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Solar & Alternative Energy

Light-activated water disinfector works in the dark

29 January 2010

Jian-Ku Shang, professor of materials science and engineering at the University of Illinois, Urbana-Champaign, and his team have come up with a photocatalyst that disinfects water with sunlight or artificial light, and will keep on disinfecting even after the lights go out. It promises to be an effective solution for unsafe water in developing countries - or anywhere.

Currently UV light is typically used to kill bacteria in water, but the scientists at University of Illinois have built upon this ability, using nanotechnology to create a photocatalyst that can use visible light, rather than UV light, to accomplish the same task. The research was published in the Journal of Materials Chemistry.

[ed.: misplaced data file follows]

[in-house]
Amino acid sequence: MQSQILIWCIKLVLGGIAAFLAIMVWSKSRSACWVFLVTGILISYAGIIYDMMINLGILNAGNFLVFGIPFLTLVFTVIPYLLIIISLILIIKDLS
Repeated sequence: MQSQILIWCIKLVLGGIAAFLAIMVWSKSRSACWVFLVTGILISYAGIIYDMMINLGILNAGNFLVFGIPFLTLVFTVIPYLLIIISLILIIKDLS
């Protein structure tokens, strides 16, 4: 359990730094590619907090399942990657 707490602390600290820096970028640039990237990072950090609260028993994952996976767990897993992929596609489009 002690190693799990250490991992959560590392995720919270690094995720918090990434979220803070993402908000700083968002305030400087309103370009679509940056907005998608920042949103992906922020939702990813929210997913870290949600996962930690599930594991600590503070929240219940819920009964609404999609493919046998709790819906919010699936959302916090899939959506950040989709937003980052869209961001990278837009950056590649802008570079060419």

Working within wavelengths of 400 and 550 nanometers, the photocatalyst is made of titanium oxide fibers mixed with nitrogen so that the fibers will absorb visible light, and nanoparticles of palladium to maximize the efficiency of disinfection. By being able to utilize more visible light, and not just a sliver of the spectrum, the photocatalyst becomes a simple solar-powered and even artificial light-powered solution for safe drinking water.